One of Switzerland’s biggest international banks has the green light to disclose confidential client financial information to the US Internal Revenue Service (IRS).
The decision is another crack in the nation’s banking secrecy armour which has drawn a veil over suspected tax avoidance in secret accounts for decades.
The law is loosely framed to let the IRS demand the bank gives information over about alleged tax dodgers.
The ruling in the Swiss high court puts an end to wealthy bank customers trying to delay the bank disclosing details of their accounts to the US.
The judges rolled over to an American request to frame the law in such a way that any US citizen who opens a Swiss bank account is a suspected tax avoider until proven otherwise.
Banks under spotlight
In the back of their minds was probably the closure of Switzerland’s oldest private bank earlier in 2013 after a New York court agreed the firm helped tax evaders avoid paying taxes in the US.
Wegelin Bank was fined £36 million for aiding 100 US taxpayers hide £1.2 billion from the IRS for a decade.
Many other Swiss banks are under investigation for similar tax evasion charges, including Credit Suisse, Julius Baer and the Swiss arm of HSBC.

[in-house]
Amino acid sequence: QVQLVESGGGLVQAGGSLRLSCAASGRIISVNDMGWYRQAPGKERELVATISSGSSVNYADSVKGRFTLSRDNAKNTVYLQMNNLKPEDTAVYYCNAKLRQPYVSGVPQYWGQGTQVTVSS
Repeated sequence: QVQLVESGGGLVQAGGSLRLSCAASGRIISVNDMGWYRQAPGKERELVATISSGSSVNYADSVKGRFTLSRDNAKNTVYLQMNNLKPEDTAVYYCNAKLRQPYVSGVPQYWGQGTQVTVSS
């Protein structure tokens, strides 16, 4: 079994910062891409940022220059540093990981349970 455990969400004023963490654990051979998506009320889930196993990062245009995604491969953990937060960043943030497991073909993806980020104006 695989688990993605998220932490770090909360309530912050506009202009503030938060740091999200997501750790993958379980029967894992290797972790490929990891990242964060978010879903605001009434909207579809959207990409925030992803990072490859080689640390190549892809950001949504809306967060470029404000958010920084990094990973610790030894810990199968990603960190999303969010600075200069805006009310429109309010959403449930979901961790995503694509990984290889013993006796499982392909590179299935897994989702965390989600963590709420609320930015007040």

During the case, it was also disclosed several Israeli banks face such inquiries as well, including
Bank Hapoalim, Mizrahi-Tefahot Bank and Bank Leumi.
The US, UK, Germany and Austria have brought huge pressure to bear on Switzerland to stop providing succour to tax evaders with great success.
The three European countries all have tax compensation agreements in place with the Swiss banks worth billions of pounds.
The action is seen as part of the US rolling out of the Foreign Account Tax Compliance Act (FATCA) by January 1, 2014.
The act requires any foreign financial institution doing business in the US, which is just about all of them, to report on the holdings of any US citizen with more than $50,000 in an account.
Germany is the latest major nation to indicate that a FATCA agreement will shortly be signed with the US. The Phillipines has also joined the growing list of US tax allies.
Meanwhile, a United Nations study claims that despite a crackdown on tax havens by the US and many other developed economies, their use is increasing.
The report alleges that foreign direct investment in offshore financial centres has mushroomed from around $15 billion a year between 200 and 2006 to a massive $75 billion a year since 2007.